On another thread VK and I exchanged views on aircraft safety, he pointed me in the direction of a documentary about the Comet, the seats were the best available at the time; by today’s standard PE. I think the cost to SA was around £3000, much the same as today’s business fare – the same numerical value but 60 years later, today we have an improved hard product, other threads debate the standard of service.25 Mar 2013
I’ve been thinking more and more about my recent experiance with BA………if I was doing this journey a month from now here what i would be expected to pay with BA……..
Was lucky enough to get u/g to Club on my way home to YVR…..and flew back WT+………my Scots heritage has to consider is the difference in cost between the travel classes worth it…….
I prefered WT+ to Club and on a day flight would opt for WT+ rather than the extra £500 for a flat bed….
And is a good nights sleep worth £500?
The BA hard product is pretty average, the crew were very good and saved the experiance……if the CC were average than BA would really be in trouble!!
Chuck into the equation I can fly to FRA & use AC “y” for £642 for the same dates!! …and as I’ve mentioned AC’s “y” service is on a par with WT+ ….26 Mar 2013
I’d be interested to hear of members’ experiences of Economy Plus on United – I have the misfortune of flying with them in a few weeks back to LHR from the east coast and thanks to *A gold status Economy Plus seating is available at no extra cost.1 Apr 2013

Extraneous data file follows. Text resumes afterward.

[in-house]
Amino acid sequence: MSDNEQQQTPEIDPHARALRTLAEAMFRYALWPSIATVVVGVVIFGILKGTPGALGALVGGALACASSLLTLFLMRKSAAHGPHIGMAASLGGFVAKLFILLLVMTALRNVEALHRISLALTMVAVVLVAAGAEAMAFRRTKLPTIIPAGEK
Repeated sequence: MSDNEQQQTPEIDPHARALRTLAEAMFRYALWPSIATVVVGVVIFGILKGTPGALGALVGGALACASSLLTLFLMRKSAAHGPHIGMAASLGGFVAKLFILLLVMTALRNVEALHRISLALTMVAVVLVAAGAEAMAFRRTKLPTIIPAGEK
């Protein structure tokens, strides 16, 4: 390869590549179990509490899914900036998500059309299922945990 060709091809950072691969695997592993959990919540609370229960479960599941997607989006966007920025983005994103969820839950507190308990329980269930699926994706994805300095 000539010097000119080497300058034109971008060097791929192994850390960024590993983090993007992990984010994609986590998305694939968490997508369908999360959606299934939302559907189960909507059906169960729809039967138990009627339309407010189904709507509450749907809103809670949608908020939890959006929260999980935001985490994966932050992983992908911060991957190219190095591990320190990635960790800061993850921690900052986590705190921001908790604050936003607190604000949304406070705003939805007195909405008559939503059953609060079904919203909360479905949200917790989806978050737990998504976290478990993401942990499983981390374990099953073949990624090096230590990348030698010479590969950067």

United Economy Plus is nothing particularly special. You do get a few extra inches of leg room which is nice but, personally, I like an aisle seat and I would still take an aisle seat in regular economy over a middle seat in economy plus. I fly United a lot, although I haven’t flown them across the Atlantic in about a year. The service is the same as economy which, if I remember correctly, means you pay for your alcoholic drinks even in economy plus across the Atlantic. So, if you can get your preference of seat (aisle or window) in economy plus for free due to your star alliance status it’s a nice little perk. Just don’t expect anything really special.1 Apr 2013
I believe that the Airlines see the Premium Economy as improvement to their standard economy. The issues are:
1) The price often boarders with a business class seat (depending on the season)
2) European carriers offer customers perks such as awarding passengers with the same amount of miles as a business class passenger, access to airport lounges etc.
3) Inflight service however is the same as that of an Economy Class.
Airlines rely on extra legroom, different seating plan etc.
To be honest, if I had the opportunity I would rather pay a Business class fare or try for an upgrade but not keen to fly on a Premium Economy class especially on long haul flights.1 Apr 2013
Flew Westjet economy from Vancouver to Hawaii and back over the new year on a six hour flight(each way) on a Boeing 737. Cringed at the prospect, but with a seat pitch of 34″, semi-decent in flight entertainment , set selection, decent crews and the ability to run a tab, it was as near to acceptable as you can probably get. Even the Ryanairs and Easyjets are making life easier now with seat selection in advance, taking away one of the major bugbears of flying with these carriers. Overall, give me business class any day, but on short haul flights in Europe, the tangible benefits versus the cost differential are often hard to justify, in particular when on the plane itself. If I have to fly Economy too, I would rather fly on a one class carrier where the crew treat all passengers with the same degree of respect, than on some legacy carriers, where you are looked at as a second class citizen.1 Apr 2013